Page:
Your Memory Can Improve With The Treatment of Hearing Loss

A woman looking confused, scratching her head with questions marks in the background

Brain training games promise to preserve our mental function and, more importantly, our memories. Because we all want to stay mentally sharp as we grow older, these types of games have become growingly popular.

But do these games actually help? That debate won’t be discussed here, but the latest research is not as promising as what was previously believed, in that they failed a big scientific test.

With brain training games looking less effective, where can you turn to strengthen your memory? The connection between memory and hearing is actually much stronger than anyone initially thought. In fact, research consistently shows the importance of healthy hearing to a healthy memory.

In order to understand this, we must think about how human memory works and how treating hearing loss is one of the best ways to give your memory a boost.

How human memory works

The process of human memory is brain-wide and extremely complex. There is not one single area of the brain we can point to as being the one location where memories are kept.

Memories are stored across the brain with chemical and electrical signals that involves billions of neurons and trillions of connections between these neurons. It is safe to say, memory is not fully understood.

We do know, however, that the creation of memories occurs in three stages: encoding, storage, and retrieval.

The first stage, encoding, occurs as you pay attention to something around you in the environment. This helps filter out insignificant information and focus on what’s actually important. If not, your brain would store every stimulus that you were exposed to, and your memory would fill to capacity.

The following stage is the memory storage. Your short-term or working memory lasts for about 20-30 seconds and can hold up to seven pieces of information. You can expand your mental capacity through many techniques, such as chunking (breaking long strings of numbers into groups, for example) or by using mnemonic devices.

Information stored in short-term memory can either fade away or can become stored as long-term memory. The keys to transporting information from short-term to long-term memory are attention, repetition, and association. Your memory of any single piece of information will improve as you:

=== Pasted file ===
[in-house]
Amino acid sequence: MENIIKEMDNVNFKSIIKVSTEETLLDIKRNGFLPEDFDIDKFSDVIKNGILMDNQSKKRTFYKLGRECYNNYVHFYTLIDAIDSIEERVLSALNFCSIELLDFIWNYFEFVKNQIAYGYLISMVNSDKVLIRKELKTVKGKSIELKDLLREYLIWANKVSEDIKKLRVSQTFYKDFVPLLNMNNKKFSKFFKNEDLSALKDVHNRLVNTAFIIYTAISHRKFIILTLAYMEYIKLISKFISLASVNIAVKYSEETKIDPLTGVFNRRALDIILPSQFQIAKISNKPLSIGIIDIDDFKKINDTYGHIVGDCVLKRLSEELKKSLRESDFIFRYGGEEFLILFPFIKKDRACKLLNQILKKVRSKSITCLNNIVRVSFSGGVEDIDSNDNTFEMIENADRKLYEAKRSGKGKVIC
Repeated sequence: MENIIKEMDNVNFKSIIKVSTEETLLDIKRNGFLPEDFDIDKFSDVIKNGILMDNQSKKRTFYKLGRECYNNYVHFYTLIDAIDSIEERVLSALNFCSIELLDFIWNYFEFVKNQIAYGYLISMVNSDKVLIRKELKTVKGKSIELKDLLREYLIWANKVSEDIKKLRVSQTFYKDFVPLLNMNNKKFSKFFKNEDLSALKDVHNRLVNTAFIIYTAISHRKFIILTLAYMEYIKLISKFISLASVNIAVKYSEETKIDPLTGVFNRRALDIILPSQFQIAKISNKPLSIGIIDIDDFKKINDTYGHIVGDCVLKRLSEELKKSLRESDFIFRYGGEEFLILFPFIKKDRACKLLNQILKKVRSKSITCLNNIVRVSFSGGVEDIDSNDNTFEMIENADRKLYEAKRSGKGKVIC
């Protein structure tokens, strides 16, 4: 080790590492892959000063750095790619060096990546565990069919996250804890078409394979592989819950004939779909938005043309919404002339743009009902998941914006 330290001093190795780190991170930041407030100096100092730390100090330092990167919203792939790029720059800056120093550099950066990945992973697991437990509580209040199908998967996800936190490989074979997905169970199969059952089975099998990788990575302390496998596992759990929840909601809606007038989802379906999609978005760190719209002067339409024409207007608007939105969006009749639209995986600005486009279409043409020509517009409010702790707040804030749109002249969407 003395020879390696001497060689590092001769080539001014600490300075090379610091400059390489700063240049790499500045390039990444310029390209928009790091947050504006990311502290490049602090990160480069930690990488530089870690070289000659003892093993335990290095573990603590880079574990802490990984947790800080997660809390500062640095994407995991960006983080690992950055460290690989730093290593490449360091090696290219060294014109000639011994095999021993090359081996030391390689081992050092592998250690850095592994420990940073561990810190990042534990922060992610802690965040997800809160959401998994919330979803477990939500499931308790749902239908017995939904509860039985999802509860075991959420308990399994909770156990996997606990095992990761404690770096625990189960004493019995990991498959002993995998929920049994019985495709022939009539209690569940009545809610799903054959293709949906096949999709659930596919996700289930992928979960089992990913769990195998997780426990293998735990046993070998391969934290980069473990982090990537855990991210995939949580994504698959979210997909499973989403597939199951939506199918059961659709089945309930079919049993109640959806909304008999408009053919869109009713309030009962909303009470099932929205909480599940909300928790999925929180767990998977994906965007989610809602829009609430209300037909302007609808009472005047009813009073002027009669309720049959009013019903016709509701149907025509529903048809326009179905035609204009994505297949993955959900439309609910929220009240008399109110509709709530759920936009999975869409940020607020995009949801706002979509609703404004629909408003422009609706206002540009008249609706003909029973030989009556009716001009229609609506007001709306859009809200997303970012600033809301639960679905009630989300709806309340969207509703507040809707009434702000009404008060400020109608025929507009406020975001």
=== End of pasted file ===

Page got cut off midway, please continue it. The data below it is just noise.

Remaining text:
1. Lessen the amount of distractions and become more focused on the information you want to store.
  2. Expose yourself to the information more frequently and for longer periods of time.
  3. Associate the new information with information you already have.

The final stage is memory retrieval, where you are able to recall, at will, information stored in long-term memory. The better the information is encoded and stored, the easier it will be to recall.

How growing older affects memory

We should keep in mind that the brain has what is called plasticity, meaning it can change its structure in response to new stimuli. This can be both good and bad.

As we age, our brain does in fact change. It loses some cells, some connections between cells, and generally shrinks in size. These structural and chemical changes can impair our memory and general cognitive function as we grow older.

However, in addition to changing structurally and chemically, the plasticity of our brains allows us to create new connections as we age. This helps us learn new things and strengthen our memories at the same time. In face, studies have actually shown that exercise and mental stimulation can better our memories well into our 80s.

It’s really a lack of use that is the biggest culprit of memory decline as we age. That’s why keeping our minds active and learning new things is an essential part of healthy aging.

How hearing loss affects memory

What about hearing loss? Can hearing loss actually affect our memory?

Studies have shown that hearing loss can impact your memory, and it’s easy to see why. We’ve already seen that your ability to store information in long-term memory is dependent on your ability to pay attention.

So let’s say you’re having a conversation with someone. With hearing loss, two things are happening. One, you’re simply not able to hear part of what is being said, so your brain is never able to properly encode the information in the first place. Later, when you need to recall the information, you can’t.

Second, because you’re only hearing a portion of what is being said, you have to devote mental resources to trying to figure out meaning through context, and filling gaps and pieces of information that you missed. The struggle to understand meaning leads to most of the information being distorted or lost.

On top of it all, it has been proven that the brain can reorganize itself in those with hearing loss. With less sound stimulation, the part of the brain responsible for sound processing becomes weaker and the brain then recruits this area for other tasks.
Improve your memory, schedule a hearing test

Thus far, it seems as if the solution to improving our memories as we age is clear. First, we need to keep our minds active and sharp, challenging ourselves and learning new things. A little physical exercise can go a long way as well.

Second, and of equal importance, is taking the proper steps to improving our hearing. If sound stimulation is enhanced with hearing aids, this can help us to better encode and remember information, especially during conversations. And, the enhanced sound stimulation to the parts of the brain responsible for sound processing makes sure that these areas stay strong.

So forget about the brain games—learn something new that you have an interest in and schedule your hearing test to ensure that your hearing is the best it can be.